Reflecting Allowed

Revisiting Impostor Syndrome

My friend Patrice sent me this article on impostor syndrome. There is a research project we had initiated (me and Patrice and something like 30 other women) on impostor syndrome in academia and/or ed tech but it has been on hold…partly coz life happens and partly coz the IRB at my institution took a long time and were critical of google Docs and Dropbox privacy policies so… And I guess having such huge numbers of people on another collaborative autoethnography (#rhizo14 being my first experience) is difficult to go on.

I am wondering if it’s time to revive this project but in a new form. I haven’t discussed with my collaborators… But instead of targeting it as eventually being a book, what if it became a website with stories shared and occasionally ethnographically researched? So narratives/autobiographical to start – anonymous or named…and then the stories would be available for us as co-authors to do conduct collab autoethnography on them?

I am personally most interested in social/institutional factors that contribute to impostor syndrome. I have theories about my own and would like to see if others have similar experiences.

I know some of us were interested in studying men’s experiences of impostor syndrome and I would be interested to see if theirs is different or similar to women’s…and whether experiences of minorities are even more different.

I’m gonna try reviving this…the project started out selfish and I think could turn into something therapeutic. Just knowing that other successful women experience impostor syndrome is in itself good to know. I know that recently I was telling someone about it and her relief was palpable all the way from the Philippines to here!

I also know that having my mentor and ex-PhD supervisor (ex becoz he was only my supervisor for the first 1.5 yrs of a 7 year dissertation) here last week gave me a strong case of impostor syndrome. So he knew me as a writer and stuff. Maybe when he came here and spent 3 full days w me he would discover I was a fraud. That I don’t really know what I am writing about. That I don’t really practice what I preach. He saw me in department meetings. Teaching a class. Facilitating a workshop. Helping moderate a session he was facilitating. Organizing events. And chatting with him and others over lunch and in the car to/from his hotel. It was exhilarating but the impostor thing was nagging in the background.

On our last hour together he said something interesting. He said he didn’t know what kind of status I held but he could see I held a lot of authority in my context. I glowed. But I wondered what the heck that meant and whether I really held that or I was putting on an act…for him? For myself? Overconfidence (that’s me) that’s unwarranted (that’s impostor me)?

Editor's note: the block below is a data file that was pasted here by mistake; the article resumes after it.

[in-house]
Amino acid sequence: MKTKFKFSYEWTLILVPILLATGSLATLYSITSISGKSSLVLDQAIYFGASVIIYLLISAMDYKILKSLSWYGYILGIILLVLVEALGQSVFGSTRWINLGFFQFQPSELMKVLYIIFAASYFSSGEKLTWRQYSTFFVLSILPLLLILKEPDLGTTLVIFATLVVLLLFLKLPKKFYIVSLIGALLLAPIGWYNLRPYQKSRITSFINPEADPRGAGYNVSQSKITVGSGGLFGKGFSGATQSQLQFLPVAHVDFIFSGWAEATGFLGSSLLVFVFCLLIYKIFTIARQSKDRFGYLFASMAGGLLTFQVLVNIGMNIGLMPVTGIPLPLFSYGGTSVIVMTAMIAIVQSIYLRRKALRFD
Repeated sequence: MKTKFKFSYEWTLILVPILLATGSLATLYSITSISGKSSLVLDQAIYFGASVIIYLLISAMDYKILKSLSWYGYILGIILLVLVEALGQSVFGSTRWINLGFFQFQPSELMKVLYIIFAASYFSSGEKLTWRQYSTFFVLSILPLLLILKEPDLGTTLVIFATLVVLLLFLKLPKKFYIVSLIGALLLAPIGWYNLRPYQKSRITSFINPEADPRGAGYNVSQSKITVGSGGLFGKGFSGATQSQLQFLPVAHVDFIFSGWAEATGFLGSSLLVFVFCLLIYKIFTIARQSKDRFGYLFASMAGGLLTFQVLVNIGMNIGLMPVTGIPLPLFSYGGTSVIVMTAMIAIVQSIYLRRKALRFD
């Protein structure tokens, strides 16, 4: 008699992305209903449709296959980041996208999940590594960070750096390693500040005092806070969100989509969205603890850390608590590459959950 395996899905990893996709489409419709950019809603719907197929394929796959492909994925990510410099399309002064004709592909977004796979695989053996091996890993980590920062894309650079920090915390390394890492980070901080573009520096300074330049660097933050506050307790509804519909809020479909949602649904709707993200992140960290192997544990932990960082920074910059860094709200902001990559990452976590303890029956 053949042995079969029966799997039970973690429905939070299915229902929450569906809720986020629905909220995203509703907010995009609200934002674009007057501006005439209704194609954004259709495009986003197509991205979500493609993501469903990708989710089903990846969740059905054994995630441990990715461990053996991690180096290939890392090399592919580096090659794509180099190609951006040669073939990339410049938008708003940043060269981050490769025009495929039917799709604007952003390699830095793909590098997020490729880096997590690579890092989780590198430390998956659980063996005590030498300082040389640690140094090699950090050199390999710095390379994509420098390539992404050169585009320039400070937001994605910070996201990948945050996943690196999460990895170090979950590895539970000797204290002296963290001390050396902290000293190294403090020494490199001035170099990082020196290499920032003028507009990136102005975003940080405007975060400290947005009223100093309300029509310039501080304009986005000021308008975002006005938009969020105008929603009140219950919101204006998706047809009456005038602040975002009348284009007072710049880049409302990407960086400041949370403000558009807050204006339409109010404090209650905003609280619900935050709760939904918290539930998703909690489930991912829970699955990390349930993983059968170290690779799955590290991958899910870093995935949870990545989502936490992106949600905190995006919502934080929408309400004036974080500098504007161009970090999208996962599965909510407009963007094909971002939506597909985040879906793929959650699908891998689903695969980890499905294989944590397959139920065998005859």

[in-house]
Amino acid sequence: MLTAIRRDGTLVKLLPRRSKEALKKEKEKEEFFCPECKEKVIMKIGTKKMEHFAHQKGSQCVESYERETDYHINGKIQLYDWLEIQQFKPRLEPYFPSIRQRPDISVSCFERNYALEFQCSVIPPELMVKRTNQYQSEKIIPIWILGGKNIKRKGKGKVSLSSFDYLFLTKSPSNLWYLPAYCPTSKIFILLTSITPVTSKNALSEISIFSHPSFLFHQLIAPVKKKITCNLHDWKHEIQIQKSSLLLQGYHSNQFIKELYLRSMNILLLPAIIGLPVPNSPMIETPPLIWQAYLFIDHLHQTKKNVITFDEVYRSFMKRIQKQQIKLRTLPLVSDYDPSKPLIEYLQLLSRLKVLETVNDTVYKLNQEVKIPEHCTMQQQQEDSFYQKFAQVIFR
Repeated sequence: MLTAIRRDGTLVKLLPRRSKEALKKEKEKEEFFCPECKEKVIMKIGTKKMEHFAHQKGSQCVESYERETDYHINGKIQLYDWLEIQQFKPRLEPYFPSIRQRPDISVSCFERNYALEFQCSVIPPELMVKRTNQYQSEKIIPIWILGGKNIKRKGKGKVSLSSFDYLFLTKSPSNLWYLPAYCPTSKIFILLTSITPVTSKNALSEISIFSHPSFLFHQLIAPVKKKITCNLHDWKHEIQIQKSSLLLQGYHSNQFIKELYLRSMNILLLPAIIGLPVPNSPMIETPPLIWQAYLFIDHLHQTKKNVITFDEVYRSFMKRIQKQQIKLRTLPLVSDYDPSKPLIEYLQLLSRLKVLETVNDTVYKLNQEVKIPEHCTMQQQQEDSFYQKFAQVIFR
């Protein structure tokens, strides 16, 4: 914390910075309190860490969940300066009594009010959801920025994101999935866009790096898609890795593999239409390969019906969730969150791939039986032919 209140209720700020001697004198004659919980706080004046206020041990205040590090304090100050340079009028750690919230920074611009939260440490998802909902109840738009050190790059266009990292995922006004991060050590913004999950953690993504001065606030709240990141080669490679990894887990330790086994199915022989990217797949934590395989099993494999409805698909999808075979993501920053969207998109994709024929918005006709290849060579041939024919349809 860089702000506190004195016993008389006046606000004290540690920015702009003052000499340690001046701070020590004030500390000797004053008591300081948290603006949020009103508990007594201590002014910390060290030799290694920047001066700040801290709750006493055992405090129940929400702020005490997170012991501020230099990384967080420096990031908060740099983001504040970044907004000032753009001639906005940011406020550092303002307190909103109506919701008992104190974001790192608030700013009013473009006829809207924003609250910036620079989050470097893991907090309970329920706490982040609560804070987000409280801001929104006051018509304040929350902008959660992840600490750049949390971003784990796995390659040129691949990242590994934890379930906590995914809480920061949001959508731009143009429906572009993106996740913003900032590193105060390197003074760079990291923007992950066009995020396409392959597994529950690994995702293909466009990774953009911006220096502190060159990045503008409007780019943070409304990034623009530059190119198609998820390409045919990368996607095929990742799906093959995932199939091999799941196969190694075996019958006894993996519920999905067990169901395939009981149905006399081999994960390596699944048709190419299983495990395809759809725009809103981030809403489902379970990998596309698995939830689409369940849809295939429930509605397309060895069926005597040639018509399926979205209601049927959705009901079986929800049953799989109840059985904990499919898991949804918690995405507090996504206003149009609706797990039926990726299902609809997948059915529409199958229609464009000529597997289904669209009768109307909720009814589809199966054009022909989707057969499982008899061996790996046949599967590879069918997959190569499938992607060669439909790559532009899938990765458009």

I don’t know…

4 thoughts on “Revisiting Impostor Syndrome

  1. Oh do go on with the research. And it would be much more meaningful if it were done with a gender component. I don’t know any men who’ve confessed this, but I’ve heard it being said by women, of women. And I’ve heard it a lot in academia, I don’t know whether that’s a bias of my own circle and network or whether the condition is more prevalent in academia, with this concentration of nerds and high-achievers or also something about how power and knowledge work among academics.

    1. Thanks Amina! We should talk, then! I do like taking the gender angle, too, to be honest. And I do suspect it is more prevalent in academia so I need to unpack this. I wrote a few months ago about why I think PhDs automatically prime u for impostor syndrome coz u move suddenly from being a student to being a peer expected to compete for publishing space w ppl who have 20 years experience doing so! And also of course because as u do more research u learn how little it is u really know but ppl see the PhD and expect you to be “knowledgeable”. Which u know u r. But like, not really 😉 (impostor in me again)

  2. Interesting commentary Maha – as the article suggests I’m pretty sure that men are just as likely to suffer from Imposter Syndrome as women but far less likely to admit it. Being retired, I’ve no particular reason to give a hoot what people think of me but now, in a philosophy MOOC, outside my comfort zone, I’m extremely wary about using philosophical terms incorrectly among the cognoscenti and being made to feel inferior in some way. There were many times I felt like that when I was working but NEVER did I confess to colleagues – or even my wife come to think of it!

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